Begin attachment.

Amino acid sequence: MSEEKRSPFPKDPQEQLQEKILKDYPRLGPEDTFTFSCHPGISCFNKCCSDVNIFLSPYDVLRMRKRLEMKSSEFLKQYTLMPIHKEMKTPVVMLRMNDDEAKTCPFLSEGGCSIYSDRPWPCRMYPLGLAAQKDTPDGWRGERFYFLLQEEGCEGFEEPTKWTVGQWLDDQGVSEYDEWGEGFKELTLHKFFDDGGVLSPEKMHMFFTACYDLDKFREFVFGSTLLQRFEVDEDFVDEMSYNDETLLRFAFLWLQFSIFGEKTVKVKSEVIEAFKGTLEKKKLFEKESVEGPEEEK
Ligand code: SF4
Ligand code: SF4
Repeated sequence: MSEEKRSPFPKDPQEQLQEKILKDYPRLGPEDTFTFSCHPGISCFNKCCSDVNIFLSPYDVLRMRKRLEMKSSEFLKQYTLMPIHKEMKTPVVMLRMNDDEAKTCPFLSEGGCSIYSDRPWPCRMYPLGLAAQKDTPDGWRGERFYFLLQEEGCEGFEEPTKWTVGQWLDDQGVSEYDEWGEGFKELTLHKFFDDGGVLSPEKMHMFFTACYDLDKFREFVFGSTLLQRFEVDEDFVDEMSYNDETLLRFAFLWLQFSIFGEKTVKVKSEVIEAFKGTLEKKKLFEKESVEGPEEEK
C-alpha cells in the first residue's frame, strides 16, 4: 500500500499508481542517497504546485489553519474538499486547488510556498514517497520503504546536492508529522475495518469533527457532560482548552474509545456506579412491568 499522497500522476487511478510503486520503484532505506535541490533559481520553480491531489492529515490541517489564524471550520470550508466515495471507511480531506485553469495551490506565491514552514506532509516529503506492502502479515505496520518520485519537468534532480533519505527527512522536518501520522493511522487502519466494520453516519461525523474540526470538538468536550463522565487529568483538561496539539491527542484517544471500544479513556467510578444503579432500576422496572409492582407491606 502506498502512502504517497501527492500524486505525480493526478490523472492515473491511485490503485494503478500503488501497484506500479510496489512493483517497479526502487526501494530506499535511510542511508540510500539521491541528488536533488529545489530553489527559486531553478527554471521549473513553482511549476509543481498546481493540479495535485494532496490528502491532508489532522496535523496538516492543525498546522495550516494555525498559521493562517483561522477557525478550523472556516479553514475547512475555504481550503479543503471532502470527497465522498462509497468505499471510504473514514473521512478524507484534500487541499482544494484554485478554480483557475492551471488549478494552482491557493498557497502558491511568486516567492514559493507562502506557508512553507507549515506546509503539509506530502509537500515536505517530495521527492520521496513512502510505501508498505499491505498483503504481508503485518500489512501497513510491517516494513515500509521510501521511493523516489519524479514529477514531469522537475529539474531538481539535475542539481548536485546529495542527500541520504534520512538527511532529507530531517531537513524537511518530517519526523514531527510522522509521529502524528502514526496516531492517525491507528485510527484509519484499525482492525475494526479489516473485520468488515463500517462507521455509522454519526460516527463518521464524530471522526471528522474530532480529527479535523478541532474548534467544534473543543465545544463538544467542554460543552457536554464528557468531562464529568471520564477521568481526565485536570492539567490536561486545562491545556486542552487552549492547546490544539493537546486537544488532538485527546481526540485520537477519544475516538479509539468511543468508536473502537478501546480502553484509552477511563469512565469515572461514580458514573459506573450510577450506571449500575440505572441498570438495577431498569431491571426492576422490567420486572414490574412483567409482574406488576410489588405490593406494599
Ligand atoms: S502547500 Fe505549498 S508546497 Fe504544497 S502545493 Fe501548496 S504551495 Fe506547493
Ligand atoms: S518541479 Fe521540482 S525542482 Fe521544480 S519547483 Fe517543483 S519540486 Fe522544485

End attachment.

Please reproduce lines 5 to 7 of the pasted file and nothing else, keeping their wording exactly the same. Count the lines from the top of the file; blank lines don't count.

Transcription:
C-alpha cells in the first residue's frame, strides 16, 4: 500500500499508481542517497504546485489553519474538499486547488510556498514517497520503504546536492508529522475495518469533527457532560482548552474509545456506579412491568 499522497500522476487511478510503486520503484532505506535541490533559481520553480491531489492529515490541517489564524471550520470550508466515495471507511480531506485553469495551490506565491514552514506532509516529503506492502502479515505496520518520485519537468534532480533519505527527512522536518501520522493511522487502519466494520453516519461525523474540526470538538468536550463522565487529568483538561496539539491527542484517544471500544479513556467510578444503579432500576422496572409492582407491606 502506498502512502504517497501527492500524486505525480493526478490523472492515473491511485490503485494503478500503488501497484506500479510496489512493483517497479526502487526501494530506499535511510542511508540510500539521491541528488536533488529545489530553489527559486531553478527554471521549473513553482511549476509543481498546481493540479495535485494532496490528502491532508489532522496535523496538516492543525498546522495550516494555525498559521493562517483561522477557525478550523472556516479553514475547512475555504481550503479543503471532502470527497465522498462509497468505499471510504473514514473521512478524507484534500487541499482544494484554485478554480483557475492551471488549478494552482491557493498557497502558491511568486516567492514559493507562502506557508512553507507549515506546509503539509506530502509537500515536505517530495521527492520521496513512502510505501508498505499491505498483503504481508503485518500489512501497513510491517516494513515500509521510501521511493523516489519524479514529477514531469522537475529539474531538481539535475542539481548536485546529495542527500541520504534520512538527511532529507530531517531537513524537511518530517519526523514531527510522522509521529502524528502514526496516531492517525491507528485510527484509519484499525482492525475494526479489516473485520468488515463500517462507521455509522454519526460516527463518521464524530471522526471528522474530532480529527479535523478541532474548534467544534473543543465545544463538544467542554460543552457536554464528557468531562464529568471520564477521568481526565485536570492539567490536561486545562491545556486542552487552549492547546490544539493537546486537544488532538485527546481526540485520537477519544475516538479509539468511543468508536473502537478501546480502553484509552477511563469512565469515572461514580458514573459506573450510577450506571449500575440505572441498570438495577431498569431491571426492576422490567420486572414490574412483567409482574406488576410489588405490593406494599
Ligand atoms: S502547500 Fe505549498 S508546497 Fe504544497 S502545493 Fe501548496 S504551495 Fe506547493
Ligand atoms: S518541479 Fe521540482 S525542482 Fe521544480 S519547483 Fe517543483 S519540486 Fe522544485